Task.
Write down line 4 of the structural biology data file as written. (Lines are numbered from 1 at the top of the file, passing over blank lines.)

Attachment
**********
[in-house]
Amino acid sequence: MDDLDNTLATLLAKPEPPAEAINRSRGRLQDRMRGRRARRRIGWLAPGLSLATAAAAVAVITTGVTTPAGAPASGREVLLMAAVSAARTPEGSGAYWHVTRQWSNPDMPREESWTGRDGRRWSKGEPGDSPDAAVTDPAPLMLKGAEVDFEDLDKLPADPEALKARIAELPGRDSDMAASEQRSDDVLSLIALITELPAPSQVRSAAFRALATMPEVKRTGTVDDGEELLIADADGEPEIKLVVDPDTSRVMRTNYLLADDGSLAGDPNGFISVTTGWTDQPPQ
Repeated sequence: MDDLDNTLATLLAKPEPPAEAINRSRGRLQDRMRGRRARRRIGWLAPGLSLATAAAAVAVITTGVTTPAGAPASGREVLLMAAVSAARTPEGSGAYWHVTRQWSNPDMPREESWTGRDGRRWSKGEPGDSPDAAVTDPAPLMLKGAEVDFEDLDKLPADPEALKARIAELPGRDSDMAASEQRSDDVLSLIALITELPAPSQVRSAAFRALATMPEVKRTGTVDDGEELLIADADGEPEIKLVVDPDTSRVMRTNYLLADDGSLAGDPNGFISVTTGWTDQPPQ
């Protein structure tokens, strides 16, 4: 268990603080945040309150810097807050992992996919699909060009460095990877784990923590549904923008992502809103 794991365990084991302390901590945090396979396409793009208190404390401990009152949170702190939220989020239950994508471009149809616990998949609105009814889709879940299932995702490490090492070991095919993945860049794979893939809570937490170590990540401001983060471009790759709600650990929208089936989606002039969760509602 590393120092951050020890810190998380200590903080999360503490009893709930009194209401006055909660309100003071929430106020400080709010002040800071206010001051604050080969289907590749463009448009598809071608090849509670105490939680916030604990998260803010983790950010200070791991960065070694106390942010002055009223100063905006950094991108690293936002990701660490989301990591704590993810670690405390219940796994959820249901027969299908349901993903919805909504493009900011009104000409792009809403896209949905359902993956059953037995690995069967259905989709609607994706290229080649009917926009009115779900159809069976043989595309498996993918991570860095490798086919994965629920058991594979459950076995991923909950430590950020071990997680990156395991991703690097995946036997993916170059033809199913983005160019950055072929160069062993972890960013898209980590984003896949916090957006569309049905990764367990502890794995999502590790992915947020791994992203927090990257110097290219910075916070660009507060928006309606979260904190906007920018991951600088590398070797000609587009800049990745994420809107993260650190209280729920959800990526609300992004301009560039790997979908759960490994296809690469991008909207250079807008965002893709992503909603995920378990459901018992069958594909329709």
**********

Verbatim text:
């Protein structure tokens, strides 16, 4: 268990603080945040309150810097807050992992996919699909060009460095990877784990923590549904923008992502809103 794991365990084991302390901590945090396979396409793009208190404390401990009152949170702190939220989020239950994508471009149809616990998949609105009814889709879940299932995702490490090492070991095919993945860049794979893939809570937490170590990540401001983060471009790759709600650990929208089936989606002039969760509602 590393120092951050020890810190998380200590903080999360503490009893709930009194209401006055909660309100003071929430106020400080709010002040800071206010001051604050080969289907590749463009448009598809071608090849509670105490939680916030604990998260803010983790950010200070791991960065070694106390942010002055009223100063905006950094991108690293936002990701660490989301990591704590993810670690405390219940796994959820249901027969299908349901993903919805909504493009900011009104000409792009809403896209949905359902993956059953037995690995069967259905989709609607994706290229080649009917926009009115779900159809069976043989595309498996993918991570860095490798086919994965629920058991594979459950076995991923909950430590950020071990997680990156395991991703690097995946036997993916170059033809199913983005160019950055072929160069062993972890960013898209980590984003896949916090957006569309049905990764367990502890794995999502590790992915947020791994992203927090990257110097290219910075916070660009507060928006309606979260904190906007920018991951600088590398070797000609587009800049990745994420809107993260650190209280729920959800990526609300992004301009560039790997979908759960490994296809690469991008909207250079807008965002893709992503909603995920378990459901018992069958594909329709």